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Into the Labyrinth

16

October 9, 2016 by Paula Reed Nancarrow

I.

Ariadne gave Theseus a sword and a ball of thread.

NICOLO BAMBINI, (ITALIAN, 1651 - 1736) Ariadne and Theseus Oil on canvas

NICOLO BAMBINI, (ITALIAN, 1651 – 1736)
Ariadne and Theseus
Oil on canvas

The sword he could appreciate. The thread she had to explain.

“Fix one end to the door post, and unravel it as you go in. After you slay the Minotaur, hold fast to the thread, and you will find you way out of the Labyrinth. You will find your way back to me.”

“But the monster is your kin,” said Theseus.

“All monsters are kin,” said Ariadne. “Hold fast to the thread.”

Theseus slew the Minotaur. He held fast to the thread. He found his way out of the Labyrinth. But charting a course home, on the wide open sea, somehow he lost Ariadne.

 

II.

My father was in the hospital once before, in 1975.

He had a ruptured hernia. Not outpatient surgery then. “Dorisanne,” he said, “You want to see something funny?” and lifted up the sheet. “Bald as a baby.” My mother rolled her eyes. Her silence was eloquent then.

It can still be now.

“It’s Paula on the phone. Say something to Paula,” my father begs. “Can’t you say something?” I can hear her tearing out the pages of the Talbot’s catalog, folding them neatly like laundry, stacking the pile on her TV tray.

“It’s okay, Dad,” I say. “She’s busy.”

My Mother on the Island of Naxos. (Actually, she's on the torn-up concrete of our soon-to-be-neighbor's mispoured basement, pregnant with my sister Whitney, in 1965)

My Mother on the Island of Naxos. (Actually, she’s on the torn-up concrete of our soon-to-be-neighbor’s mispoured basement, pregnant with my sister Whitney, in 1965)

This year my father has been in and out of hospital three times in four months.

He doesn’t remember much about the first stay, right after Mother’s Day. Oh, he knows I flew out, and that the flight costs $800 – he was impressed till he found out he’d paid for it – but most of what happened he learned from us later.

He had my sister tell him, over and over, how he got there. How kidney failure cascaded into multiple organ failure. How the doctors brought out the orders for her to sign – Do Not Resuscitate/ Do Not Intubate – and told her to call us all home.

“You thought I was going to die in that hospital, but I didn’t,” he told Whitney. “Because I’m a fighter.”

He was the hero, in command of his destiny. It was a good story.

“You’re a fighter,” she agreed. “Bull-headed, too.”

Edward Burne-Jones (1833–1898) Theseus and the Minotaur in the Labyrinth, c. 1861 Pencil, brown wash, pen and ink on paper. Birmingham Museum and Art Gallery

Edward Burne-Jones (1833–1898)
Theseus and the Minotaur in the Labyrinth, c. 1861
Pencil, brown wash, pen and ink on paper.
Birmingham Museum and Art Gallery

III.

We nicknamed the fighter Demon Dad.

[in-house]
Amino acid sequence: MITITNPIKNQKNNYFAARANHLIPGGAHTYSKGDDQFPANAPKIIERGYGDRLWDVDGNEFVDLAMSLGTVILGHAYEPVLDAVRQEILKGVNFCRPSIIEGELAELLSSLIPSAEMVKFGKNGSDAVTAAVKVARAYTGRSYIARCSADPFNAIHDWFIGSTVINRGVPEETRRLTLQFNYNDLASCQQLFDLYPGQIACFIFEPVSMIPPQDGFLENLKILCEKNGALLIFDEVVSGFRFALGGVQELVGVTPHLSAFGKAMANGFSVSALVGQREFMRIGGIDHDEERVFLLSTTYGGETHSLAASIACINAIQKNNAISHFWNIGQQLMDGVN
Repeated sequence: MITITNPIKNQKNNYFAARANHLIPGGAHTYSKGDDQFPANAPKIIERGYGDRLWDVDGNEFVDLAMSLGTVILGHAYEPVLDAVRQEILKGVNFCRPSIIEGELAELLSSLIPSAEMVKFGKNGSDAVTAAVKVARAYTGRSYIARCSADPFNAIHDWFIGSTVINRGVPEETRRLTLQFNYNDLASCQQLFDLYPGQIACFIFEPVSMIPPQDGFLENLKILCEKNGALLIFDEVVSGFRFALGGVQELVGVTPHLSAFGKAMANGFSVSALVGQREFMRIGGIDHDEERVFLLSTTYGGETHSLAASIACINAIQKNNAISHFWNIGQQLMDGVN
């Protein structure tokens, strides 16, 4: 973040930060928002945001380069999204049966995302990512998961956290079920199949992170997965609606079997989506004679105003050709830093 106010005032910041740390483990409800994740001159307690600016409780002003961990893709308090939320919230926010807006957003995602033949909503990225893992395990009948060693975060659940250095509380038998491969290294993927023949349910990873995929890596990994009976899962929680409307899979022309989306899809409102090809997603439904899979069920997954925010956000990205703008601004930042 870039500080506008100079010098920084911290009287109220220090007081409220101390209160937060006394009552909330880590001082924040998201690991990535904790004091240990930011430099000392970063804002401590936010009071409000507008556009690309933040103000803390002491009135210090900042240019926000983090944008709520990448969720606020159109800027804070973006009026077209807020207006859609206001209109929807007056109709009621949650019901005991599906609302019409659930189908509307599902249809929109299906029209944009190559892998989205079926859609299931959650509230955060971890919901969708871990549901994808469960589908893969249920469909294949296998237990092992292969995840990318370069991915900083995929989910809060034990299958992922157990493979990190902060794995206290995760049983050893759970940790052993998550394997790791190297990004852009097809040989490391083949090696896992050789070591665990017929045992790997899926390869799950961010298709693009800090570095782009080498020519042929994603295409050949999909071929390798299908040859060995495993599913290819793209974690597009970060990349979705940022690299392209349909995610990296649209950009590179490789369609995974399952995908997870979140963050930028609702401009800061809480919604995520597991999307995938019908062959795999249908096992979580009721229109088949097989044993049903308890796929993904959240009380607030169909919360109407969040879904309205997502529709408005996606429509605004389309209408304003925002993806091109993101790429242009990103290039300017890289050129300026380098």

I met Demon Dad the first time I tried to call. They had already moved him once. “You screwed things up,” he said. “You gave Whitney the wrong number, and then they took all the cell phones, and I can’t call a cell phone unless I have another cell phone.”

His blood pressure spiked. He did not sleep. He told my sister to cancel the meeting at the high school. My brother Scott was in jail – no, in the hospital. He had to sign his discharge papers. Everything was all screwed up. He knew his blood pressure was high. Where was the guidance counselor?

What was also high was the calcium in his blood.

The doctors were trying to stabilize with fluids. They gave him a sedative, to try to calm him down. The hallucinations and the paranoia increased. He spat at the night nurse, tried to punch her in the stomach. Ripped out both IVs.

They put him on an antipsychotic. And in restraints. At night he battled monsters. By day we watched him become one.

My Father, Painting the House Our Family Built, 1964

My Father, 1964. The paint goes on the house, dad…

“Has he asked about Mom yet?” Whitney wanted to know.

We were changing shifts.

“Not yet.”

He refused to eat or take his medication until they let him go home. It was his constitutional right not to die in a hospital. His children had betrayed him. He was never taking any of us out to dinner again.

“Do you think the home health aides will be able to handle him too?”

“This guy? If he doesn’t fire them all first.”

IV.

Ready or not, here I come. 

And he did. On my mother’s birthday, June 1.

He gave her flowers every year.

He gave her flowers every year.

The notes on his chart said “Acute kidney injury and encephalopathy.” Brain disease. I went to Doctor Internet. “Symptoms include progressive loss of memory, cognitive ability, and subtle personality changes.” Nothing subtle about it. Nor was it exactly a change. He was a manic, supersaturated version of himself.

“We’re getting air conditioning. We’re putting a TV on the screened in porch.” The only place my mother could sit without a television blaring. “That was my idea,” he announced. “And I am going to buy a convertible!!!”

“Is this permanent?” I asked Doctor Internet.

Maybe. I called to sing my mother Happy Birthday. “Happy Birthday to you, too!” she said. Five precious words.